1. Great suggestions to keep in mind. I'm sure writers struggle with rejections.

  2. I couldn't imagine querying 140 agents at once. Ouch on the rejections (if your query and sample pages suck). Fortunately you wouldn't get them all at once (if you even get a response).

  3. I agree – check out smaller publishers. I'm happy I found mine. And Matthew critiques query letters at QQQQ – his blog is listed in my sidebar.Just don't give up!

  4. Miranda, thanks!Stina, that would be awful to get that much rejection in one dose. I query so slowly that in a year I've only queried about 24 total. Luckily, there have been some partial requests and one very helpful rejection that moved me forward another leap.

  5. Alex, I agree. Smaller publishers look better and better. I'm actually to pitch to a few at the Muse Online Conference in October. I've even seen a few of them mentioned by an agent I follow because they are really building a good name for themselves. I need to add Matthew's site.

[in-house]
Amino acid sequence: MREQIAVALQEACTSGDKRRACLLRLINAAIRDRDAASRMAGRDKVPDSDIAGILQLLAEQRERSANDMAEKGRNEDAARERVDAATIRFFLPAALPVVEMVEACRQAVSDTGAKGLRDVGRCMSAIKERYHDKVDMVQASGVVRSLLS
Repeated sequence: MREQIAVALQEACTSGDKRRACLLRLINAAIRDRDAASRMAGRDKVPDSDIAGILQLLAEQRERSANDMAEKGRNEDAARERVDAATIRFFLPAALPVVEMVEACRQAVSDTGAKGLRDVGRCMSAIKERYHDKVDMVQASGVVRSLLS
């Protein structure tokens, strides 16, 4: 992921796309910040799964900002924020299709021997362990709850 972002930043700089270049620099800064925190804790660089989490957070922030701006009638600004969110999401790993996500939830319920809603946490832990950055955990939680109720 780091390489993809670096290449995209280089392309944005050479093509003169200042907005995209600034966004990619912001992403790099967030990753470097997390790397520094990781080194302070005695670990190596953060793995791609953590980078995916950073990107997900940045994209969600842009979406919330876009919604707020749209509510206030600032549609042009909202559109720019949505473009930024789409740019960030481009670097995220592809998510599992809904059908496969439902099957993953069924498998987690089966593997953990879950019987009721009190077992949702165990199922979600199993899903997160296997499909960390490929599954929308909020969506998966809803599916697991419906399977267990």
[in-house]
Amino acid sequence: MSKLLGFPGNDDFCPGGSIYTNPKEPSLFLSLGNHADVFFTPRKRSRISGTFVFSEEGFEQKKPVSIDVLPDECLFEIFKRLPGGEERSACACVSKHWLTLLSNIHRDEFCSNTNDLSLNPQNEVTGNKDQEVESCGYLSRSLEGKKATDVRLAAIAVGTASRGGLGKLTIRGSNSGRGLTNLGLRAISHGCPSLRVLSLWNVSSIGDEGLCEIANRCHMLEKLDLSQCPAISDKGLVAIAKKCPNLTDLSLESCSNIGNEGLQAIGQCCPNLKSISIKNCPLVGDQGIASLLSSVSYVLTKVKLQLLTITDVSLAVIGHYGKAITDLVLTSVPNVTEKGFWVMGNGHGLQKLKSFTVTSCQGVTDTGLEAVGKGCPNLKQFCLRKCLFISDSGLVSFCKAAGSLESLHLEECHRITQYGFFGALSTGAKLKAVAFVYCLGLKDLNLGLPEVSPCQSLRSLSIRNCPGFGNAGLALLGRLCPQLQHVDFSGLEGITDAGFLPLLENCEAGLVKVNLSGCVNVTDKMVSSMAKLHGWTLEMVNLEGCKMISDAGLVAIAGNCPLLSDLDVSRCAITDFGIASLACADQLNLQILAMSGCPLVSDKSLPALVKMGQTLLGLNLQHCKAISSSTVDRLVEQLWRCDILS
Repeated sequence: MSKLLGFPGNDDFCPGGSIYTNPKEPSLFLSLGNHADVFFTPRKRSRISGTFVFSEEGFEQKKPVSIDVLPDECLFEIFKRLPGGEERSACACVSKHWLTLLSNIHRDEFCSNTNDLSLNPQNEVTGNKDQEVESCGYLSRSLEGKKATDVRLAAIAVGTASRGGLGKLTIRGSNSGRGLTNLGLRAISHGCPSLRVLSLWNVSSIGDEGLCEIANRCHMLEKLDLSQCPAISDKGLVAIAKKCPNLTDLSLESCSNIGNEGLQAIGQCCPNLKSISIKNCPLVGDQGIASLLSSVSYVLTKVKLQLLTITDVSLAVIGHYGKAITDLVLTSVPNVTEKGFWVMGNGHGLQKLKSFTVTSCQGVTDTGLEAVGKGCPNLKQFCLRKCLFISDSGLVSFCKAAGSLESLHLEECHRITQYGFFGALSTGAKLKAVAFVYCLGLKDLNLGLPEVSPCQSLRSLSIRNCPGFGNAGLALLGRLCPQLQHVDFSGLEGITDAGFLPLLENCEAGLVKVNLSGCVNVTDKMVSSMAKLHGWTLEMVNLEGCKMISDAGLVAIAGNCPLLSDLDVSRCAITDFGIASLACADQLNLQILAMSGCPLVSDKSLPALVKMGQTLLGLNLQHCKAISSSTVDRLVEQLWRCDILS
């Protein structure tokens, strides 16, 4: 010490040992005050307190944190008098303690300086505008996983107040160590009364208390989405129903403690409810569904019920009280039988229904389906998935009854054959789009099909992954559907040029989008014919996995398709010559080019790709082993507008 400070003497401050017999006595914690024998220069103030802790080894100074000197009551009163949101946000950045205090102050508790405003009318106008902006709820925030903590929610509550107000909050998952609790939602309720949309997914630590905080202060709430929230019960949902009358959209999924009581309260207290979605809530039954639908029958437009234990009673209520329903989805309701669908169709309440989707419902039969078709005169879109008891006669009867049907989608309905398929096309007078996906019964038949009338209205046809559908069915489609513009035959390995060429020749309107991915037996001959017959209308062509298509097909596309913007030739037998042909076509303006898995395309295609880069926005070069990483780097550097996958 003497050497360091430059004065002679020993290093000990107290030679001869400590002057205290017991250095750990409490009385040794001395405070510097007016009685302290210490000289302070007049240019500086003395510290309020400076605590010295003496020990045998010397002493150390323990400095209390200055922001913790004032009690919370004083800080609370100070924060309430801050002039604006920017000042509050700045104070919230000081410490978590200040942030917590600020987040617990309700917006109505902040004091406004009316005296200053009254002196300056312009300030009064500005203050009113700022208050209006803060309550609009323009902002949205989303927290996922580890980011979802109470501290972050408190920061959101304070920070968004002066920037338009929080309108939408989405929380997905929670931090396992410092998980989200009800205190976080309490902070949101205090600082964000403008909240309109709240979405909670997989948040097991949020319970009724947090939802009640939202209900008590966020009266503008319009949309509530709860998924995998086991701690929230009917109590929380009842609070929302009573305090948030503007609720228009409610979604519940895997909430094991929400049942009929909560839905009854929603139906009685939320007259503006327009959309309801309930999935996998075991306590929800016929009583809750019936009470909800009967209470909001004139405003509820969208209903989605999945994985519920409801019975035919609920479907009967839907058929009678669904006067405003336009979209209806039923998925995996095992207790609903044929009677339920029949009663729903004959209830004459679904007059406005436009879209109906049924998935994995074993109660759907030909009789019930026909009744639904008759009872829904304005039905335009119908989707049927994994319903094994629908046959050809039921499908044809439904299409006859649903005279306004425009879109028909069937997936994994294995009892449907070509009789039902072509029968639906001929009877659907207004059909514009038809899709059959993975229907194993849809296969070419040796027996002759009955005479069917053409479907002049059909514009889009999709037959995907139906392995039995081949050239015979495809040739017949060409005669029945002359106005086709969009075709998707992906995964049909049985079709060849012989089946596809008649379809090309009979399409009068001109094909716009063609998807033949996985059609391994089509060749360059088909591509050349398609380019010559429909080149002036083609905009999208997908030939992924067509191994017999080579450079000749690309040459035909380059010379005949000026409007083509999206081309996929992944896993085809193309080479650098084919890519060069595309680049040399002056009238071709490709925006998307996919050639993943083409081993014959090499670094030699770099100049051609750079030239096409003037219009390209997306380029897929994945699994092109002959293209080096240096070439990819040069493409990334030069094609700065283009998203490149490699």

6. This is fantastic advice Charity. The only thing I might add is to have a lot of patience. I can't recall you mentioning that. But publishing moves at a glacial pace…an inch over several years. Agents can take their time responding if they ever respond period…and publishing houses may require your submission to them to be exclusive (and may take six months to arrive at a decision). In the meantime…just work on something else.

  7. Great suggestions. The one piece of advice I would add is don't rush any part of the process – don't query the wip too soon.